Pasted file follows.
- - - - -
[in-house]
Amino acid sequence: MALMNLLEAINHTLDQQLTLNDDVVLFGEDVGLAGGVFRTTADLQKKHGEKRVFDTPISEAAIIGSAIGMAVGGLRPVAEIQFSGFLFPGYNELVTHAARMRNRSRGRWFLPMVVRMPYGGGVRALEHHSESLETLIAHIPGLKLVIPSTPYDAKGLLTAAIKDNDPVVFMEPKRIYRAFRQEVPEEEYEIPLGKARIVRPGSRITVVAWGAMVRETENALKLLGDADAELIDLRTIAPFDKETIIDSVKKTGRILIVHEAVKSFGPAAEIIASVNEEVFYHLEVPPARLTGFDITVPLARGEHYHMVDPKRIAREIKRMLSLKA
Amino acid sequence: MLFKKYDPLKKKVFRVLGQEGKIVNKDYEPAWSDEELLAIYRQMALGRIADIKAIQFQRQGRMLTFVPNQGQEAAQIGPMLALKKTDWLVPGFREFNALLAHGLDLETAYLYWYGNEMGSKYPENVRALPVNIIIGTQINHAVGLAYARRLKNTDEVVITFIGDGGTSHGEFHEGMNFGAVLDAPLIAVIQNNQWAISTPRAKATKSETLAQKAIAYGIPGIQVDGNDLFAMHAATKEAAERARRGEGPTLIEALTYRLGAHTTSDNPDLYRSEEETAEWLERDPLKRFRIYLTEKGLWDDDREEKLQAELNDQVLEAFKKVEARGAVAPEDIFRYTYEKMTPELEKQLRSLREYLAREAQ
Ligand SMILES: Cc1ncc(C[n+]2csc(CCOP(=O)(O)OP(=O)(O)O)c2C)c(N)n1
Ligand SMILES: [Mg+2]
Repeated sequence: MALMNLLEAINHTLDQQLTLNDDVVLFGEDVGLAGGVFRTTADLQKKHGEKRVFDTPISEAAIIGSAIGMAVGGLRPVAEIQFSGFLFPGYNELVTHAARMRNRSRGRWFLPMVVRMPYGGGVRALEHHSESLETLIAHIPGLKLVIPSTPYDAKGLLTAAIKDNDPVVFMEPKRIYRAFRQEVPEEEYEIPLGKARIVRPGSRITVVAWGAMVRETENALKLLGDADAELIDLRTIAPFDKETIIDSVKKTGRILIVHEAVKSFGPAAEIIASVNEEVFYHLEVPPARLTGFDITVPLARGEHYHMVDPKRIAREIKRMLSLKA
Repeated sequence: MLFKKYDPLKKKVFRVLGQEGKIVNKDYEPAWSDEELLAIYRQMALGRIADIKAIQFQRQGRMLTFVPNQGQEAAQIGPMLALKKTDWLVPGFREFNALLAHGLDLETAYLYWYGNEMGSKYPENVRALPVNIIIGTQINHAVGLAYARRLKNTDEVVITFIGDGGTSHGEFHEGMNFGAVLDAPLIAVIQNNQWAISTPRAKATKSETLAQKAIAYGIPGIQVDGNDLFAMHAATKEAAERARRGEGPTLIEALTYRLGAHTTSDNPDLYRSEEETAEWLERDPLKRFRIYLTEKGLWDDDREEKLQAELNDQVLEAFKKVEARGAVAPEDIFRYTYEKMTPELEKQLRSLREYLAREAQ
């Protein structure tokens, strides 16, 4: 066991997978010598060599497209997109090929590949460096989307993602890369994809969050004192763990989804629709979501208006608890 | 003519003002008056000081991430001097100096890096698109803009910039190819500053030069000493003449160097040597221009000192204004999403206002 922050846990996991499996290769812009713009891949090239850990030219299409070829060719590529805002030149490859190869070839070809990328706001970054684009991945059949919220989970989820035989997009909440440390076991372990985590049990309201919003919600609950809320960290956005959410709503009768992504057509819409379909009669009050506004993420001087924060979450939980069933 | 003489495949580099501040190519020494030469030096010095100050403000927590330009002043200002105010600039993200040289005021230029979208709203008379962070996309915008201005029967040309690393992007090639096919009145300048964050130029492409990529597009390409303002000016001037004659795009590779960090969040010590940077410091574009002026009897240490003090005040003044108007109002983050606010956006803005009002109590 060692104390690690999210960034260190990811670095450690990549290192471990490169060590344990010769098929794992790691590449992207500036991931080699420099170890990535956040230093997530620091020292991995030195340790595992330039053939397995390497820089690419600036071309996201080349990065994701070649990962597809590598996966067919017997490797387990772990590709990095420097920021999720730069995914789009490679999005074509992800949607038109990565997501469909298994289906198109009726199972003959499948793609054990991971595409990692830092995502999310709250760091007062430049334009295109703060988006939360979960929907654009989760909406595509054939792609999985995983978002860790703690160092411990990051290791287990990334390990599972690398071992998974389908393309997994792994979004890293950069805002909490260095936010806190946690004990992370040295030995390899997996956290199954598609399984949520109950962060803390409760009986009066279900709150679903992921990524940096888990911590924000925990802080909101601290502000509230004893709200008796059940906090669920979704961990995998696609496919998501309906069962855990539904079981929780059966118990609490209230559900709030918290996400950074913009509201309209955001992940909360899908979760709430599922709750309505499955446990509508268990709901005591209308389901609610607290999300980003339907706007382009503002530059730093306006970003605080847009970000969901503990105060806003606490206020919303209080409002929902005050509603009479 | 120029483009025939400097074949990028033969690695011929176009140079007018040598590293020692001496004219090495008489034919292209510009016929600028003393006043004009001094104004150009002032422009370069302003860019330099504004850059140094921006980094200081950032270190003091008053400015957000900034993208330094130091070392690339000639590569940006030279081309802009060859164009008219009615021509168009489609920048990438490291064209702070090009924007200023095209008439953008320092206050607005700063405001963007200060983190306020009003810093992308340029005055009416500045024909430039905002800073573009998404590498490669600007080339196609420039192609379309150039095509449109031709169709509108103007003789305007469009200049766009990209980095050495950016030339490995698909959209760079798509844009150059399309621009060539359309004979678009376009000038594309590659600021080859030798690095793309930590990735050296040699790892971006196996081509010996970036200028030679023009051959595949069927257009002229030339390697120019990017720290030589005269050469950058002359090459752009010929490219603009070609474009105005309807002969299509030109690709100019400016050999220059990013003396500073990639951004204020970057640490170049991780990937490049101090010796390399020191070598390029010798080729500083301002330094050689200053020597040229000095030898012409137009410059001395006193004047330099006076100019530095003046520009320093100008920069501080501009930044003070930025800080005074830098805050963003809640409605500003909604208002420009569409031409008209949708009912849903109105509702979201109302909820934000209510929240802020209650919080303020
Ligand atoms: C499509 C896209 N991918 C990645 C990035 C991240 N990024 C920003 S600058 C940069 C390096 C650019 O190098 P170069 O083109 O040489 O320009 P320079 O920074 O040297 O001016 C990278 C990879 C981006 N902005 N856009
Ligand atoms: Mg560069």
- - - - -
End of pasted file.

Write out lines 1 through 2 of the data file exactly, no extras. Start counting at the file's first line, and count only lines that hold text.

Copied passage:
[in-house]
Amino acid sequence: MALMNLLEAINHTLDQQLTLNDDVVLFGEDVGLAGGVFRTTADLQKKHGEKRVFDTPISEAAIIGSAIGMAVGGLRPVAEIQFSGFLFPGYNELVTHAARMRNRSRGRWFLPMVVRMPYGGGVRALEHHSESLETLIAHIPGLKLVIPSTPYDAKGLLTAAIKDNDPVVFMEPKRIYRAFRQEVPEEEYEIPLGKARIVRPGSRITVVAWGAMVRETENALKLLGDADAELIDLRTIAPFDKETIIDSVKKTGRILIVHEAVKSFGPAAEIIASVNEEVFYHLEVPPARLTGFDITVPLARGEHYHMVDPKRIAREIKRMLSLKA